Third and finally, strength and conditioning coaches should list the training principles that they believe in; as mentioned previously, training principles play a role in the overarching coaching philosophy because they support the actual day-to-day methods of training. A few examples of training principles are specificity of training, progressive overload, individualization, recovery, and training with ground-based movements. This framework and combination of values, beliefs, and training principles will give strength and conditioning coaches a strong list of areas from which to base their coaching philosophy (2,14).

    SUMMARY Once strength and conditioning coaches have a better understanding of some of the differences between coaching and training philosophy, they can build their coaching philosophy and ensure it is a combination of both the “why and how.” Strength and conditioning coaches who can evaluate their program, methods, and outcomes thoroughly should have a better grasp of how their philosophy works in daily practice (2,10,14). If strength and conditioning coaches recognize something in practice that is not in alignment with a value or training principle, then they should adjust the behavior to match the desired outcome. Philosophy and coaching can be thoughtfully intertwined for strength and conditioning coaches who are willing to evaluate their program and reasoning, which will help them grow as professionals (10,14).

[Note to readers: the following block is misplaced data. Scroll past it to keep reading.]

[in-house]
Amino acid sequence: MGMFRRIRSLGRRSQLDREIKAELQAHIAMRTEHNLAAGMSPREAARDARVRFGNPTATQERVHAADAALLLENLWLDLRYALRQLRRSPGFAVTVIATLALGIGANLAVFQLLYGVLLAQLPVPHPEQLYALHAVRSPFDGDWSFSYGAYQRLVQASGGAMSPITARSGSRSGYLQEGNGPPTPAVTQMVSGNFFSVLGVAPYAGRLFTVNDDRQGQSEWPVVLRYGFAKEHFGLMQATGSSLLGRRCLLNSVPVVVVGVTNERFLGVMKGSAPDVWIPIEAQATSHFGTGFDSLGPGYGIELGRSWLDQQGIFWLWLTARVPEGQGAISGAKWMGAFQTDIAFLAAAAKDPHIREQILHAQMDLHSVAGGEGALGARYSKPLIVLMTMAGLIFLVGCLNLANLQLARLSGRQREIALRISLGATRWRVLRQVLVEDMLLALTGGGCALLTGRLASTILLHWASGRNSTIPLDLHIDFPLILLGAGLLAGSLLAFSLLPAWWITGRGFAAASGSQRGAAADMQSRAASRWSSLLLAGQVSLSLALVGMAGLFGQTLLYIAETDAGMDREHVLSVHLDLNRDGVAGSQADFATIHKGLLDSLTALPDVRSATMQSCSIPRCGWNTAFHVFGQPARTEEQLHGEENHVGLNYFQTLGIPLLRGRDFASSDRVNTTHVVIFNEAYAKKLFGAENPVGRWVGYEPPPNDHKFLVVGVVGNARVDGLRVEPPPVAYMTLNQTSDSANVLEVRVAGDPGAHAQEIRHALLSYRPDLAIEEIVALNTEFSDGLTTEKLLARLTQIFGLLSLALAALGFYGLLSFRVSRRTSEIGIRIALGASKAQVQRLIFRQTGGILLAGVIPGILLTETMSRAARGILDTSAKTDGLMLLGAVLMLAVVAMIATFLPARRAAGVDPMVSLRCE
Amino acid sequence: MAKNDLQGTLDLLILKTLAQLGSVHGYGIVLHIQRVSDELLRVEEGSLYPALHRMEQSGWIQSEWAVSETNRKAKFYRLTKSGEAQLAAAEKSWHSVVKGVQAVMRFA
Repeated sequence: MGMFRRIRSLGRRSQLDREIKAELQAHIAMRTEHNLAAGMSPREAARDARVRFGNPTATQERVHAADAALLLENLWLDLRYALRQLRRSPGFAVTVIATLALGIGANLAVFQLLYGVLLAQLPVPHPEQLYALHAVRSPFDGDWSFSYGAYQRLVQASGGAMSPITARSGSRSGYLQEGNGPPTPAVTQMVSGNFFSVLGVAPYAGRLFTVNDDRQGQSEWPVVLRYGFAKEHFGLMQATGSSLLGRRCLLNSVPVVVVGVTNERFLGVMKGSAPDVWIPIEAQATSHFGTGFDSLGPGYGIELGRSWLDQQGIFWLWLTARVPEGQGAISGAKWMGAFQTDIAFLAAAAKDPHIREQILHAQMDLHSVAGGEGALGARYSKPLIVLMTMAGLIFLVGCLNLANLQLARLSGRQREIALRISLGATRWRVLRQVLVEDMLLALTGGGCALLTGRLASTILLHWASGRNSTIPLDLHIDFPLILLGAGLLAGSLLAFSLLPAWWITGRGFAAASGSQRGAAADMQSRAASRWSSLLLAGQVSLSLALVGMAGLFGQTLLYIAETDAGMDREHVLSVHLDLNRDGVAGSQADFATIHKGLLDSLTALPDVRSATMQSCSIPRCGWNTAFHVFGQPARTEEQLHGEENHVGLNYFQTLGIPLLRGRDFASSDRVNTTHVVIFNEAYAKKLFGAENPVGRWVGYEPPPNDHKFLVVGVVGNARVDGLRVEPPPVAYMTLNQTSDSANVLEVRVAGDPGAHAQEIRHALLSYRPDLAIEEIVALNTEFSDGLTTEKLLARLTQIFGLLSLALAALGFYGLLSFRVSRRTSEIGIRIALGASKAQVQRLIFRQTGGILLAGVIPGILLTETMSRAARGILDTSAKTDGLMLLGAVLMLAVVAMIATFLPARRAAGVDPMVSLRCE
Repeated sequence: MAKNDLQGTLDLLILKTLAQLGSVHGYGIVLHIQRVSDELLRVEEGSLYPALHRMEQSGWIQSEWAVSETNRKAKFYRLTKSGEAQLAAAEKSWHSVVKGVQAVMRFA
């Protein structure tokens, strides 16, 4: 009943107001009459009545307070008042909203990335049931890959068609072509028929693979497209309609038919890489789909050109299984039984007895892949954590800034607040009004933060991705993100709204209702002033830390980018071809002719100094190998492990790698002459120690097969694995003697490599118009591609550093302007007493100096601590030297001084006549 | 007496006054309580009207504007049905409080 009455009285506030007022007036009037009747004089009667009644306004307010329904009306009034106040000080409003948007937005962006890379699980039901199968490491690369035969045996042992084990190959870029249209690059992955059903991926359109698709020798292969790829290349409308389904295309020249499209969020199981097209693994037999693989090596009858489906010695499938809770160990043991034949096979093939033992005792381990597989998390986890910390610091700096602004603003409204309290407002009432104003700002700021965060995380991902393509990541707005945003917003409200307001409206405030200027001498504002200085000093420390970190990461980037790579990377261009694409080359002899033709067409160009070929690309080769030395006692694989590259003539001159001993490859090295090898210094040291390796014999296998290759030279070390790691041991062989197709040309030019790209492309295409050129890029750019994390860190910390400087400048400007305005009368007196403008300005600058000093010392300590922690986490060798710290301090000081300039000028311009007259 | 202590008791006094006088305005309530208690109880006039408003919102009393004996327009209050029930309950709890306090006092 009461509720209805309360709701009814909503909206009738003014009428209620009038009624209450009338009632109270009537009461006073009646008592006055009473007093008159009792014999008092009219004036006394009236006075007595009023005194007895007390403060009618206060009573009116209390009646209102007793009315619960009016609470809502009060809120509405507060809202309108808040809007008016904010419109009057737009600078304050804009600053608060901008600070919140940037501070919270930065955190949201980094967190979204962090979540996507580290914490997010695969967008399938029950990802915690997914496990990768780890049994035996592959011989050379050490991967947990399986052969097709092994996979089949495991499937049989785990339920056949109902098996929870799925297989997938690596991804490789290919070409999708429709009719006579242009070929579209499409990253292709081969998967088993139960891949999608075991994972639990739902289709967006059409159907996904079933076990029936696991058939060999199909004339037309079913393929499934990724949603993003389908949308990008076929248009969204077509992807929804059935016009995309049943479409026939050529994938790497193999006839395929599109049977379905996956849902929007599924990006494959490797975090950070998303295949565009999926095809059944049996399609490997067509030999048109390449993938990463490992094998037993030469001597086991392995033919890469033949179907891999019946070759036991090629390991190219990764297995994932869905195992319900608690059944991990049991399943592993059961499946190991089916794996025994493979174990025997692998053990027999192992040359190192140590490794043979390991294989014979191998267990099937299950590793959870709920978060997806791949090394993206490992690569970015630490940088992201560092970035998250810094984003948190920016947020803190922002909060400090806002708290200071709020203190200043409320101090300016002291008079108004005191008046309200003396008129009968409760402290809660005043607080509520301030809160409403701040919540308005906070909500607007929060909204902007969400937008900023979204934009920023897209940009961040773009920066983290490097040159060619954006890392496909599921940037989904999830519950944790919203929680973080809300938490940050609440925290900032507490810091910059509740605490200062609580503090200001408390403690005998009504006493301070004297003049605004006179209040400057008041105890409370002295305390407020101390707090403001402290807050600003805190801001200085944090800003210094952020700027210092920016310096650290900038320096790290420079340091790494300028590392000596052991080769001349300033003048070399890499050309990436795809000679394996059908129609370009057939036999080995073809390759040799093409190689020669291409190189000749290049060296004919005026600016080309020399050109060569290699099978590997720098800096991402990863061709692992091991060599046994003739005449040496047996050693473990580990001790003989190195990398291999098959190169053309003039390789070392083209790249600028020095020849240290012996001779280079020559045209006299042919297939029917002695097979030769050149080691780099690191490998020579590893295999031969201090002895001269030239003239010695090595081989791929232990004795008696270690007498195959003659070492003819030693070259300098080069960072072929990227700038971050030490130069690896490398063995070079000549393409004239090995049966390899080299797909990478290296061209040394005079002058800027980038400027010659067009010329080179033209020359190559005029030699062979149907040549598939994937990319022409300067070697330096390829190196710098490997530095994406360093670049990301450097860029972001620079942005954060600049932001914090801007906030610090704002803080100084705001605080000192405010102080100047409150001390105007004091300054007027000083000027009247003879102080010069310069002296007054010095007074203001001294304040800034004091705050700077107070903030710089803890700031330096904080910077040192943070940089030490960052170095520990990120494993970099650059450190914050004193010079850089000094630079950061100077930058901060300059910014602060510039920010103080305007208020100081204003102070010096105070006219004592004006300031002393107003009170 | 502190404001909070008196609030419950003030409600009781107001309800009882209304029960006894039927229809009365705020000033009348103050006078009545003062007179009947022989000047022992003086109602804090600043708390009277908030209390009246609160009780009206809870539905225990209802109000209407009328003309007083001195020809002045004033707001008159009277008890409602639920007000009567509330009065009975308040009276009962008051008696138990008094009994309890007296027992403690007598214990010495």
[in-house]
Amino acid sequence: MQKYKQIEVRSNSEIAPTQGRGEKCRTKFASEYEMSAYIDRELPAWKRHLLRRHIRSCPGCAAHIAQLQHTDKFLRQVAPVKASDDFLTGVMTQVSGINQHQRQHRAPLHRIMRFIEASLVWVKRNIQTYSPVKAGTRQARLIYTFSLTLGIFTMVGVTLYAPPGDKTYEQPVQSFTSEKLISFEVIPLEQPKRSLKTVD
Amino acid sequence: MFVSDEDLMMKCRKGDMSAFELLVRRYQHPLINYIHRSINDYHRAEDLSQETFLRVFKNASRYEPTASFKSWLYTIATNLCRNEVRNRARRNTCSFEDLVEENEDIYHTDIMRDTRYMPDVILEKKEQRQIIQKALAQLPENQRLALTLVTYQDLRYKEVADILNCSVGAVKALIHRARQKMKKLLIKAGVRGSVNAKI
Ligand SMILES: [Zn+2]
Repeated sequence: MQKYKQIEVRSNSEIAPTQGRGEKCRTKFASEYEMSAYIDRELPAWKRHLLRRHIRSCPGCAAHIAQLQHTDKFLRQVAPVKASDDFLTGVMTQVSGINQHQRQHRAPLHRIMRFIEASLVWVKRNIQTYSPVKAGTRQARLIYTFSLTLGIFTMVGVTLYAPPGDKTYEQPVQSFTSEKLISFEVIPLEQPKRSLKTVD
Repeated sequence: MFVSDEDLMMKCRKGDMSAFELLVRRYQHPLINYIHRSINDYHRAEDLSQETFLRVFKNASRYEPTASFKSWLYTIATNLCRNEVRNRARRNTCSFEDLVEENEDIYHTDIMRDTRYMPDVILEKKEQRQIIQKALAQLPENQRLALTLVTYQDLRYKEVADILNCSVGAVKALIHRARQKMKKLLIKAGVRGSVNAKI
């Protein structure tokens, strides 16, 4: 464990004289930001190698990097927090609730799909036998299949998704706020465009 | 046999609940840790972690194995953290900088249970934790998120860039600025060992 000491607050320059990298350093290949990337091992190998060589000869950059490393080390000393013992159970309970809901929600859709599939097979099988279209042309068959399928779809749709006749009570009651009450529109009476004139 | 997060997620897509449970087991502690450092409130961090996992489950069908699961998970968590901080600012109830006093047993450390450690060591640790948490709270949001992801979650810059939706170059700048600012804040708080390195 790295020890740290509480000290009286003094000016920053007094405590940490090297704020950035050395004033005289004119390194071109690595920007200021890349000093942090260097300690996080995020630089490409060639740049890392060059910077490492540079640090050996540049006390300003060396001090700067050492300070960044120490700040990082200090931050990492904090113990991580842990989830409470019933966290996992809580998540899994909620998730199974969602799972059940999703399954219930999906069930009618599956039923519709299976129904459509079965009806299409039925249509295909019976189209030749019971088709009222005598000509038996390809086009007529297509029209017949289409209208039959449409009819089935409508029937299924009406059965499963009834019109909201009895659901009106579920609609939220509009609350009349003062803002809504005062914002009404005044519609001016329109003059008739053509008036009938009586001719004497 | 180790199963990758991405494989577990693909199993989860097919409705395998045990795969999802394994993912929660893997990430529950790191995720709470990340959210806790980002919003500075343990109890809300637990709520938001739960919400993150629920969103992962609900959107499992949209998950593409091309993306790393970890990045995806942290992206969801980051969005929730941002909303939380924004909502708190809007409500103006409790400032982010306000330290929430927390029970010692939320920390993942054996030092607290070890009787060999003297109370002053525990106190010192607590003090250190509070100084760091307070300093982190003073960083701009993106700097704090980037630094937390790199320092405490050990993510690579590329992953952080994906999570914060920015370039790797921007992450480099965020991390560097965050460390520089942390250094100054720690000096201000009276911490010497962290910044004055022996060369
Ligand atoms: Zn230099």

References

    1. Allen, GR. Developing a youth coaching philosophy. Soccer Journal 54(5): 28-30, 2009.

    2. Cushion, C, and Partington, M. A critical analysis of the conceptualization of “coaching philosophy.” Sport, Education, & Society 21(6): 1-17, 2014.

    3. Gearity, B. The discipline of philosophy in strength and conditioning. Strength and Conditioning Journal 32(6): 110-117, 2010.

    4. Gilbert, W, Lictenwaldt, L, Gilbert, J, Zelezny, L, and Cote, J. Developmental profiles of successful high school coaches. International Journal of Sports Science & Coaching 4(3): 415-431, 2009.

    5. Jones, RL, Harris, R, and Miles, A. Mentoring in sports coaching: A review of the literature. Physical Education and Sport Pedagogy 14(3): 276-284, 2009.

    6. Kraemer, WJ. A series of studies - The physiological basis for strength training in American football: Fact over philosophy. Strength and Conditioning Journal 11: 131-142, 1997.

    7. Martens, R. Successful Coaching. Champaign, IL: Human Kinetics; 1996.

    8. McCallister, SG, Blinde, EM, and Weiss, WM. Teaching values and implementing philosophies: Dilemmas of the youth sport coach. Physical Educator 51(1): 35-44, 2000.

    9. McGladrey, BW, Murray, MA, and Hannon, JC. Developing and practicing an athlete-centered coaching philosophy. Journal of Youth Sports 5(2): 4-8, 2000.